Spanish bank bailout request welcomed

Live: Spain's Prime Minister Mariano Rajoy gives news conference

Spain's decision to request a loan of up to 100bn euros ($125bn; £80bn) from eurozone funds to help shore up its struggling banks has won broad support.

The International Monetary Fund (IMF) said the bailout was big enough to restore credibility to Spain's banks.

Washington welcomed the measure as a vital step towards the "financial union" of the eurozone.

The move was agreed during emergency talks between eurozone finance ministers on Saturday.

IMF managing director Christine Lagarde said the plan for Spain should provide "assurance that the financing needs of Spain's banking system will be fully met".

"I strongly welcome the statement by the Eurogroup, which complements the measures taken by the Spanish authorities in recent weeks to strengthen the banking system," she said.

"The IMF stands ready, at the invitation of the Eurogroup members, to support the implementation and monitoring of this financial assistance through regular reporting."

US Treasury Secretary Timothy Geithner welcomed the latest moves as "important for the health of Spain's economy and as concrete steps on the path to financial union, which is vital to the resilience of the euro area".

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If Spain has succeeded, as it claims, in persuading Germany and the other eurozone governments to hand over the 100bn euros with no strings attached that relate to Spain's spending and taxing - to its budget - then Ireland would have a powerful case for demanding a renegotiation of its bailout package”

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France's Finance Minister Pierre Moscovici said the deal would "contribute to restoring confidence in the eurozone".

The president of the European Commission, Jose Manuel Barroso, said he was confident that through bank restructuring and other reforms, Spain could gradually regain the confidence of investors and create the conditions needed for sustainable growth and job creation.

'Not a rescue'

Earlier, Spanish Economy Minister Luis de Guindos announced that his country would shortly make a formal request for assistance.

He said the help would be for the financial system, not the economy as a whole. "This is not a rescue," he said.

Mr De Guindos said the aid would not come with new austerity measures attached to the economy. Spain has already imposed strict economic reforms in a bid to tackle its debt problems.

The loan will bolster Spain's weakest banks, left with billions of euros worth of bad loans following the collapse of a property boom and the recession that followed.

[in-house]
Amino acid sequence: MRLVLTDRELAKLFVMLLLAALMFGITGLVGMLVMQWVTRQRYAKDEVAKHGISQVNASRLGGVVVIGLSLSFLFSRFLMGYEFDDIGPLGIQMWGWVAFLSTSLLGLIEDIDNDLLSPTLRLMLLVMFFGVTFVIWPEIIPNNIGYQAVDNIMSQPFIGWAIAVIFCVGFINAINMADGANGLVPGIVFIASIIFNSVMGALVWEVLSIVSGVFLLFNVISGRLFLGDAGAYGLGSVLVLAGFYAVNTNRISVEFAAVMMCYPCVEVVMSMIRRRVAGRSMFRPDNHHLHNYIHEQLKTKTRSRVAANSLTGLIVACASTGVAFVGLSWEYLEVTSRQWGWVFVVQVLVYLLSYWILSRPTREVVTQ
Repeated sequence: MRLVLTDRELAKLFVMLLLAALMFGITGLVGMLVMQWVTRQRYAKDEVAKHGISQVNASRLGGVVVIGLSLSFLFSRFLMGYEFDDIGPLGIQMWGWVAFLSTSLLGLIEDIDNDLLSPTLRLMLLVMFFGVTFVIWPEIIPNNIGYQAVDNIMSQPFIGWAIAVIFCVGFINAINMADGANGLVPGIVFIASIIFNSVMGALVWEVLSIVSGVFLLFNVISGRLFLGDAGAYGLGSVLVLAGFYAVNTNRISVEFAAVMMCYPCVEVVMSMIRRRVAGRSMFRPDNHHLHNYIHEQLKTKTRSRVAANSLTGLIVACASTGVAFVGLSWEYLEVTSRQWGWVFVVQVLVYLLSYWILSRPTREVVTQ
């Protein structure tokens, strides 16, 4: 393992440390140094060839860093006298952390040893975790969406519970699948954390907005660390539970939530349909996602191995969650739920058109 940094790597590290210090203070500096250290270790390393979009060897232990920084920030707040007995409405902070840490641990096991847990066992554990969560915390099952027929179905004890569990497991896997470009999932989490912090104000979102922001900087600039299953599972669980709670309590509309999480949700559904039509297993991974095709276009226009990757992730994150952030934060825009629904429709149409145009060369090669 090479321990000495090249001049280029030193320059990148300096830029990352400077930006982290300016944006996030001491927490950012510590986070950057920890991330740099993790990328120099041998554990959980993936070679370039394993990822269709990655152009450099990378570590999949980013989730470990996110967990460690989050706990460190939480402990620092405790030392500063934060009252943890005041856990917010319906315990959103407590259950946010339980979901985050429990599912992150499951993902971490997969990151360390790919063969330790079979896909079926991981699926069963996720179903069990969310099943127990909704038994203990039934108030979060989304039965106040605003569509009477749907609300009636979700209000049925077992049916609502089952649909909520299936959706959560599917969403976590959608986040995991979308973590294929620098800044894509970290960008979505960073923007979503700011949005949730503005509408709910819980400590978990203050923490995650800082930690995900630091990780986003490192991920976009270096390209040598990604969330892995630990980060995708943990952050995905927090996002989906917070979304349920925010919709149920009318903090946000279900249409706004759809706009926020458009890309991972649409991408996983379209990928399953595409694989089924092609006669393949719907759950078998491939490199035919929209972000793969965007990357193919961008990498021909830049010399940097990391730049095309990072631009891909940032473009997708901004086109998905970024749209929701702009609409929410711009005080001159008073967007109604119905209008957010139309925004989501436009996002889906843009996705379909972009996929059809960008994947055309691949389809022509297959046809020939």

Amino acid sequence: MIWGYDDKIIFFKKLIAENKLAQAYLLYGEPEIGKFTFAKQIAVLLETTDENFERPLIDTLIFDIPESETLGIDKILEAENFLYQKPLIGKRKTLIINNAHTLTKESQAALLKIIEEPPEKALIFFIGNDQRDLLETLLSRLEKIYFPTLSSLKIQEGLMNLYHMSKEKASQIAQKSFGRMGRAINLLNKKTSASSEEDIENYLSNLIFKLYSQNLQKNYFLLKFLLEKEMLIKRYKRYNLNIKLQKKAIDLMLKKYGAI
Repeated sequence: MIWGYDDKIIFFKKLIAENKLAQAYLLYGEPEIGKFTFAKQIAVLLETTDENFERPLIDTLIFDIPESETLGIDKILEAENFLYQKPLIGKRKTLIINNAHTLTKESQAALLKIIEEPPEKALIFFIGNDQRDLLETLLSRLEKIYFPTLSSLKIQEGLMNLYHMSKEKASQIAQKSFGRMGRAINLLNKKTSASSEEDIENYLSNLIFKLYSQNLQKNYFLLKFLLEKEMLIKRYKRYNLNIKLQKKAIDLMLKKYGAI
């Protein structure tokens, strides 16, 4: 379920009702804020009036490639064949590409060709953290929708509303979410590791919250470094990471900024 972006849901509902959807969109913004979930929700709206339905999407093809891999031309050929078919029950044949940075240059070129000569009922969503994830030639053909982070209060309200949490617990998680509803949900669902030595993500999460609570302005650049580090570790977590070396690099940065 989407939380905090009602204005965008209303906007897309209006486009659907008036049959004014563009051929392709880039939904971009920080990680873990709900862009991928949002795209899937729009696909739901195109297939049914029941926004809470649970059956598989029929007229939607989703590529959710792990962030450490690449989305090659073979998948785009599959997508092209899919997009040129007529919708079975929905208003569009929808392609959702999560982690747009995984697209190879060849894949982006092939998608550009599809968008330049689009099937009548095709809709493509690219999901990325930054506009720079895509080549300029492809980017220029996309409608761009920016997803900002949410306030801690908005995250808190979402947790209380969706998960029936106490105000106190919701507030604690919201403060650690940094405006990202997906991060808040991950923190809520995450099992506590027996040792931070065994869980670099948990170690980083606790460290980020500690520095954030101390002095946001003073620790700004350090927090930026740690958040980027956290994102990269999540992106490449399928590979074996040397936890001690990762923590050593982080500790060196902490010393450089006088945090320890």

Some banks borrowed large amounts on the international markets to lend to developers and homebuyers, a riskier strategy than funding it with deposits from savings.

The exact amount that Spain will receive will be decided after the completion of two audits of its banks, due to be completed by the end of June.

The money will come from two funds created to help eurozone members in financial distress - the European Financial Stability Facility (EFSF) and the European Stability Mechanism (ESM), which enters into force next month.

Investors have recently demanded higher and higher costs to lend to Spain, making it too expensive for the country to borrow the money needed for a bank rescue from the markets.

Eurozone debt crisis bailouts

Who When How much Main problem
Spanish flag and Bankia branch

Spain

June 2012

Up to 100bn euros

Some banks borrowed large amounts to lend out, feeding a property boom. The credit crisis and recession meant billions of euros worth of loans could not be repaid

Greece flag

Greece

May 2010 and March 2012

110bn and 130bn euros. Private lenders also wrote off debt

Greece borrowed large amounts for public spending. The financial crisis, combined with deep-seated problems such as tax evasion, left it with massive debts

Portugal flag

Portugal

May 2011

78bn euros

High government spending and a weak, uncompetitive, economy built up debts it could not pay back

Irish flag

Republic of Ireland

November 2010

85bn euros

Like Spain, a property crash plunged the "Celtic Tiger" economy into recession, saddling its banks, which had lent big to developers and homebuyers, with huge losses

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